‘It’s so much more than just an image’: UA alum Alayna Pernell works to give restorative justice to Black women in a new photo series

Joseph Arnold, Contributing Writer

Alayna N. Pernell, a 2019 UA alumna who holds a bachelor’s degree in studio art with a concentration in photography, knew she wanted her work to make an impact. It wasn’t until she began her Master of Fine Arts in photography at the School of the Art Institute of Chicago that she saw just how big of an impact her images could have.

While at The University of Alabama, Pernell’s style was abstract and metaphorical. She shot objects and places that represented her feelings about her life and the world itself. Toward the end of her junior year, she began creating portraits and self-portraits. However, it wasn’t until she started studying photography at SAIC that her work became more sociopolitical.

Although she received several acceptance letters from different graduate schools, Pernell knew that Chicago was where she wanted to pursue her career as a photographer. 

She said she wasn’t expecting the city to feel like home, being from the small town of Heflin, Alabama, but now it’s hard for her to imagine living anywhere else.

Chicago was where Pernell began doing what she calls “restorative justice work,” a theory that describes a certain response to wrongdoings; the response usually involves meetings between the victims of crimes and the offenders to reach an agreement on restitutions that can be made.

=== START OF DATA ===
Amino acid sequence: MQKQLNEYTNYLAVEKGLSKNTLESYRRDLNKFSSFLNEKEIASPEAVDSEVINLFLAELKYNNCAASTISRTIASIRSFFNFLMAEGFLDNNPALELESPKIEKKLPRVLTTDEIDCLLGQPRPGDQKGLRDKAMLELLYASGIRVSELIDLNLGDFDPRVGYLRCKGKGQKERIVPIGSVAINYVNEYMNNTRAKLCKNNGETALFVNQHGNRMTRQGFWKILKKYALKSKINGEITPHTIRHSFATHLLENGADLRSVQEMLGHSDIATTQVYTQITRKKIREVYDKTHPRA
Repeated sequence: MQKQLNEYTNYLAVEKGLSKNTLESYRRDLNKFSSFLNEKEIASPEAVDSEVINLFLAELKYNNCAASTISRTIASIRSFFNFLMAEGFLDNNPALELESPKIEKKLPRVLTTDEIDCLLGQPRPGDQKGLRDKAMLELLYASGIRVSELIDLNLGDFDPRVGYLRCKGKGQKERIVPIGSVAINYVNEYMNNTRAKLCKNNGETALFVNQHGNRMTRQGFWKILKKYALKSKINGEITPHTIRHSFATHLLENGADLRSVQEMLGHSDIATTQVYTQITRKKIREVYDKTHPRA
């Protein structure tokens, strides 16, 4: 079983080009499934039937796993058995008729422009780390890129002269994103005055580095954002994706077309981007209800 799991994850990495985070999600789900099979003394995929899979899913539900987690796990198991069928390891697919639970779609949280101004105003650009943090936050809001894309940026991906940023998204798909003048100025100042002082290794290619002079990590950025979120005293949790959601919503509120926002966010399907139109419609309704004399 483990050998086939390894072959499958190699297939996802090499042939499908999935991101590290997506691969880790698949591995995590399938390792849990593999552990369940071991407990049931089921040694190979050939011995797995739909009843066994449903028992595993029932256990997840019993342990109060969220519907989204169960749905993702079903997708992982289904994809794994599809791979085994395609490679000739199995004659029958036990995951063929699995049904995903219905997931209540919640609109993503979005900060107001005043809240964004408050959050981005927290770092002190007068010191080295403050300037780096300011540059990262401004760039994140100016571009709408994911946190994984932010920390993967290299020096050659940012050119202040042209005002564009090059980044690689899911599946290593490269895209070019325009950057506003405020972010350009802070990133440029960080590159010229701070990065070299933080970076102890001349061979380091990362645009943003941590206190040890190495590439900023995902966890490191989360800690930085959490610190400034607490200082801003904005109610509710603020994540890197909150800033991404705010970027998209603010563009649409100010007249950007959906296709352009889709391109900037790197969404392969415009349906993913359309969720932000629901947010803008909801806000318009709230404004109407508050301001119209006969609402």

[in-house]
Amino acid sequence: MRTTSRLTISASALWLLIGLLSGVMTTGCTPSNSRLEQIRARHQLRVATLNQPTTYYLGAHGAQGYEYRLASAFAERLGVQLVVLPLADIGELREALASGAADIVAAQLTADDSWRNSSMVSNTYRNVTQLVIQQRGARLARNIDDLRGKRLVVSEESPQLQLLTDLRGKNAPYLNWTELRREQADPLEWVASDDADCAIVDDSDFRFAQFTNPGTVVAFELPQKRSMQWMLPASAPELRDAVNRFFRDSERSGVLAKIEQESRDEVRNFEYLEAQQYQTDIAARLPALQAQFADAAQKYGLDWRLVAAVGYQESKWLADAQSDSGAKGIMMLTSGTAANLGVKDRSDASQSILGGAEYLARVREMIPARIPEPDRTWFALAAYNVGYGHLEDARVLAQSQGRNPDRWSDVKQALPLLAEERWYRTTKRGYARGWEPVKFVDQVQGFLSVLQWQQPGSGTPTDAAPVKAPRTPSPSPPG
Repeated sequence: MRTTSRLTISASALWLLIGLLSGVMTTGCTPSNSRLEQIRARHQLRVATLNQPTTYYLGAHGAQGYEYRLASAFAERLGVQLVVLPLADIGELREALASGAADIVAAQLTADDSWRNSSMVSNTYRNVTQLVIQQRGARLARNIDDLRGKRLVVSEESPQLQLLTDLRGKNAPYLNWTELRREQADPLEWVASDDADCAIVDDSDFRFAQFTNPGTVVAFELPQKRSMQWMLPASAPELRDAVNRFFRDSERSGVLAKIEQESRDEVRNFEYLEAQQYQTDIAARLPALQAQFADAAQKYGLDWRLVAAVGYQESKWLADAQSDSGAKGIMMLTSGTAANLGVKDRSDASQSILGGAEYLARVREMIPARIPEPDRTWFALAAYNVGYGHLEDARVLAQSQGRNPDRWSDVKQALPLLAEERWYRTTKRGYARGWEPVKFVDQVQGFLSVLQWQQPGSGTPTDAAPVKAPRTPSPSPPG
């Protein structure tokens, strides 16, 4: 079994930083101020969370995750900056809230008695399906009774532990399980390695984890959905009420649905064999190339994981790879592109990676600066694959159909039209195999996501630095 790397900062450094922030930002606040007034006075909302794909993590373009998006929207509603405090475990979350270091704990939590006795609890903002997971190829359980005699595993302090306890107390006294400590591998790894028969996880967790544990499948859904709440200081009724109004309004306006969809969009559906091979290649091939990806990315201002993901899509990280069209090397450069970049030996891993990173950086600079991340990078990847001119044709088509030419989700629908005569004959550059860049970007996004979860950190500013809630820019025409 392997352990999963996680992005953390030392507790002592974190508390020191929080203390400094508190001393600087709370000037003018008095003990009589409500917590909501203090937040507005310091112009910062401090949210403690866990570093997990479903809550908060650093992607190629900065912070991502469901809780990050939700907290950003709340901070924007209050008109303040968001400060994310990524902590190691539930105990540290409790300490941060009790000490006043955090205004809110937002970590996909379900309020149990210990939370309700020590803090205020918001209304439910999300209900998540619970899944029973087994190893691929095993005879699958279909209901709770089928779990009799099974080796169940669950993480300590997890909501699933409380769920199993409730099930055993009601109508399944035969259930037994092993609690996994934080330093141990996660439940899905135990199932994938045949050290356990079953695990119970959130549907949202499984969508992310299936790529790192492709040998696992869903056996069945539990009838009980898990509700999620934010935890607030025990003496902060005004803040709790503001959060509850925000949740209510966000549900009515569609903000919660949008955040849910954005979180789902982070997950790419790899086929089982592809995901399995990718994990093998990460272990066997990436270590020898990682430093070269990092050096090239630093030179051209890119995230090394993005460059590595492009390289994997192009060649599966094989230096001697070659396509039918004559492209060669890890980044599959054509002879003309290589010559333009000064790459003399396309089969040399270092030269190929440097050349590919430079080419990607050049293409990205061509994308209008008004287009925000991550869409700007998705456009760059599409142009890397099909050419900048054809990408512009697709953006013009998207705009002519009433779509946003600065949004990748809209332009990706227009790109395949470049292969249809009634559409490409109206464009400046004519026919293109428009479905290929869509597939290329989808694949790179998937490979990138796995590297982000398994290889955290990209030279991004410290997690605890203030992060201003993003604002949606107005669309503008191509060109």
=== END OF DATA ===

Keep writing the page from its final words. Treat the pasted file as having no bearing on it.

Previously, at the Art Institute of Chicago, Pernell had come across a collection of more than 900 photographs of women in various sepia and monochrome tones. These had been incorrectly labeled as belonging to Peter Cohen, an art collector in New York City.

Pernell was deeply troubled by the AIC’s website listing Cohen as the “artist” behind the collection, thereby implying he was the photographer when he wasn’t. 

After Pernell reached out to Cohen via email to voice her concerns, Cohen promptly contacted the curators at the AIC to correct the error. Each photograph on the website is now listed as having an “Unknown Maker.”

While viewing the photographs, Pernell had been particularly drawn to the Black women in them. With help from Cohen, she has since made it a priority to try and trace the origins of the photographs so she can learn the women’s identities and give them back their names.

Eventually, the images of the Black women became the inspiration behind Pernell’s work. Her most recent series of photographs, “Our Mothers’ Gardens,” pays homage to the women featured in the images collected by Cohen and was awarded the 2021 Snider Prize by the Museum of Contemporary Photography

“The basis of my inspiration was looking at representation and thinking about why certain images aren’t talked about in an honest way and how harmful that can be,” Pernell said. “It’s so much more than just an image. I look a lot at how women are represented, especially Black women.”

According to Pernell’s artist statement “What They May Not Tell You,” “Our Mothers’ Gardens” explores the history art has with capturing and studying the bodies of Black people, specifically women. 

“Black bodies have continued to be seen as objects to capitalize on and oftentimes hardly anything beyond that,” Pernell said in the statement. 

The title “Our Mothers’ Gardens” was inspired by Alice Walker’s “In Search of Our Mothers’ Gardens: Womanist Prose,” a text in which Walker “talks about her search of the African American woman’s suppressed talents and skills that they lost because of slavery and a forced way of living.” 

With these ideas in mind, Pernell was particularly intrigued by Maudelle Bass, a professional dancer and one of the first women she ever researched, who was the subject of her piece “With Care to Ms. Maudelle Bass Weston.”